Approximately 50 local activists in California recently held a demonstration that included dramatic artwork at Point Reyes National Seashore in an effort to free trapped Tule elk dying from drought conditions. The demonstration occurred because 445 elk—the world’s largest remaining herd of the rare native animals—are currently trapped and dying behind an eight-foot fence that separates the elk from leased dairy and meat farms. The area where the elk live is suffering drought conditions and the elk are unable to roam free to obtain water elsewhere. According to animal protection organization In Defense of Animals (IDA), which was involved in the demonstration along with other groups, the National Park Service (NPS)—which erected and maintains the fence to appease cattle ranchers with grazing leases in the park—refuses to implement a contingency plan to provide water to the elk. In 2013 and 2014, similar conditions left more than 250 elk dead. So far this season, six elk have been found dead. Local animal activists recently stepped in to supply emergency water to the Tule elk by installing two troughs holding a total of 150 gallons of water.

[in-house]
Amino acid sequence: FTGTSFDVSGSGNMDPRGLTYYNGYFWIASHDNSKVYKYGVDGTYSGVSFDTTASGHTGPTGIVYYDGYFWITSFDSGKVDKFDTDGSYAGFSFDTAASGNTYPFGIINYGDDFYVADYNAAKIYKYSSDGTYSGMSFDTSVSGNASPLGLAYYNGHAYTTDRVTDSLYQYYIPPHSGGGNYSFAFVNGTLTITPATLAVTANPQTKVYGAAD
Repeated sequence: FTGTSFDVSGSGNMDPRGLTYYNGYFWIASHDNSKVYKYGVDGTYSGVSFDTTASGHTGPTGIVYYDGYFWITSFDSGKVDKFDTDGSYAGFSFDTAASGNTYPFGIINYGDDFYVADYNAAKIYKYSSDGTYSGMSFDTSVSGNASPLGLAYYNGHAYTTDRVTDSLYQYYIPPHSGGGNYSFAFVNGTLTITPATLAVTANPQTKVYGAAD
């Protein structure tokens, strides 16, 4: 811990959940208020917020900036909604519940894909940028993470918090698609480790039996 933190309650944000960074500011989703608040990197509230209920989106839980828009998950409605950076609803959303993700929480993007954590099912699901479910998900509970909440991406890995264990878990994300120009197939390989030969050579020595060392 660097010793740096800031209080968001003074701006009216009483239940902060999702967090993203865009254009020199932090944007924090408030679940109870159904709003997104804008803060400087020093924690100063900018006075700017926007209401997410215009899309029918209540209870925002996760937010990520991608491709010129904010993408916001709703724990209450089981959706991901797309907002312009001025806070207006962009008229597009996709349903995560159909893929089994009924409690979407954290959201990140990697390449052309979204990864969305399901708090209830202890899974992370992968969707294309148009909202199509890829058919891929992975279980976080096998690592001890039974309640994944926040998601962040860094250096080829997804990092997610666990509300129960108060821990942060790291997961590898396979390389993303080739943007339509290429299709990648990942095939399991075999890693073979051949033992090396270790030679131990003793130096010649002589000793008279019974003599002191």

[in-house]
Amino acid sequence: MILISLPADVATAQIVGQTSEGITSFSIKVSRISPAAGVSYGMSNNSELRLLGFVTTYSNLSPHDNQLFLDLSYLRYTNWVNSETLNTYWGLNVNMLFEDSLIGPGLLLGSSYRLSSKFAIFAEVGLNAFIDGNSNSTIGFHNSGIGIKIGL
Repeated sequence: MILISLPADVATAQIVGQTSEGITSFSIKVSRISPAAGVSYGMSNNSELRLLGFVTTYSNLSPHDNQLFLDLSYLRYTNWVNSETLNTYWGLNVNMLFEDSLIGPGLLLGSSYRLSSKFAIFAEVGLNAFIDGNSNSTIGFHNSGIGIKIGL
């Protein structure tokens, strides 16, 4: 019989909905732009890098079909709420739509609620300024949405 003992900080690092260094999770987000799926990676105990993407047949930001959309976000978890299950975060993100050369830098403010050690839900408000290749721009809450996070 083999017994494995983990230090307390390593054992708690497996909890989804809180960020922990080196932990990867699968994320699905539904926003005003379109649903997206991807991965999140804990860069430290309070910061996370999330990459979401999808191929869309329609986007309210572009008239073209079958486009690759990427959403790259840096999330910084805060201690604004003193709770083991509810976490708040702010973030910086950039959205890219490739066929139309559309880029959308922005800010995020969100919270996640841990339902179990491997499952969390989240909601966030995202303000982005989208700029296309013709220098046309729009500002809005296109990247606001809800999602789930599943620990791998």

“The growing number of dead Tule elk has many local people extremely concerned,“ IDA Director of Communications Fleur Dawes said. “As locals hear what’s happening to the elk at the Seashore, more and more people want to take part and stop a repeat of the mass deaths and address the ranching problem.”
IDA, ForELK, TreeSpirit Project, Rancho Compasión (a farmed animal sanctuary owned by vegan cheese pioneer Miyoko Schinner), and numerous organizations and individuals are calling on the NPS to remove the fencing trapping the elk.
Concerned citizens are urged to find out how to help the Tule elk at www.idausa.org/elk.
Photo Credit: Jack Gescheidt for TreeSpirit Project/In Defense of Animals
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